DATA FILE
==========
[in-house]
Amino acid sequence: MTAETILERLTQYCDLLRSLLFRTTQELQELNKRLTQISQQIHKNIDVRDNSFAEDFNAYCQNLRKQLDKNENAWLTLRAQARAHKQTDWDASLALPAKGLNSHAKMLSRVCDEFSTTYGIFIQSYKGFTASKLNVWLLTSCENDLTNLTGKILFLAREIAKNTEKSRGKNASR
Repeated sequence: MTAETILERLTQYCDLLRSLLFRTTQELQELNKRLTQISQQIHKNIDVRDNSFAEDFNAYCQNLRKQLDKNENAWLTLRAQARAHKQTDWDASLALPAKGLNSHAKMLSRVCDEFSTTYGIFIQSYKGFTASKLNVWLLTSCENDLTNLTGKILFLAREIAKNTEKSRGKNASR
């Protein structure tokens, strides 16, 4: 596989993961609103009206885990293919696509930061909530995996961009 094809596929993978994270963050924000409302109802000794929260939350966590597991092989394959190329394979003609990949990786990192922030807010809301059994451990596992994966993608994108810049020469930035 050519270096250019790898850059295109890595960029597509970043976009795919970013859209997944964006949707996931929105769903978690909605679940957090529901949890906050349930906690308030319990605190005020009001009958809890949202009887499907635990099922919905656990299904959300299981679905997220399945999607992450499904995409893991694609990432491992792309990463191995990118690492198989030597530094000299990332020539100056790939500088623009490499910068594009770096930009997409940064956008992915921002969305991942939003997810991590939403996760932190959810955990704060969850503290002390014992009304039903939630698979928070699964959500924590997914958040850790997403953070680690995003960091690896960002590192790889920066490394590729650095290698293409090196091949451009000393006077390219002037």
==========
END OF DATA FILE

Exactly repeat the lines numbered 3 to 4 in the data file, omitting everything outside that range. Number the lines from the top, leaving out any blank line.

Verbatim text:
Repeated sequence: MTAETILERLTQYCDLLRSLLFRTTQELQELNKRLTQISQQIHKNIDVRDNSFAEDFNAYCQNLRKQLDKNENAWLTLRAQARAHKQTDWDASLALPAKGLNSHAKMLSRVCDEFSTTYGIFIQSYKGFTASKLNVWLLTSCENDLTNLTGKILFLAREIAKNTEKSRGKNASR
């Protein structure tokens, strides 16, 4: 596989993961609103009206885990293919696509930061909530995996961009 094809596929993978994270963050924000409302109802000794929260939350966590597991092989394959190329394979003609990949990786990192922030807010809301059994451990596992994966993608994108810049020469930035 050519270096250019790898850059295109890595960029597509970043976009795919970013859209997944964006949707996931929105769903978690909605679940957090529901949890906050349930906690308030319990605190005020009001009958809890949202009887499907635990099922919905656990299904959300299981679905997220399945999607992450499904995409893991694609990432491992792309990463191995990118690492198989030597530094000299990332020539100056790939500088623009490499910068594009770096930009997409940064956008992915921002969305991942939003997810991590939403996760932190959810955990704060969850503290002390014992009304039903939630698979928070699964959500924590997914958040850790997403953070680690995003960091690896960002590192790889920066490394590729650095290698293409090196091949451009000393006077390219002037």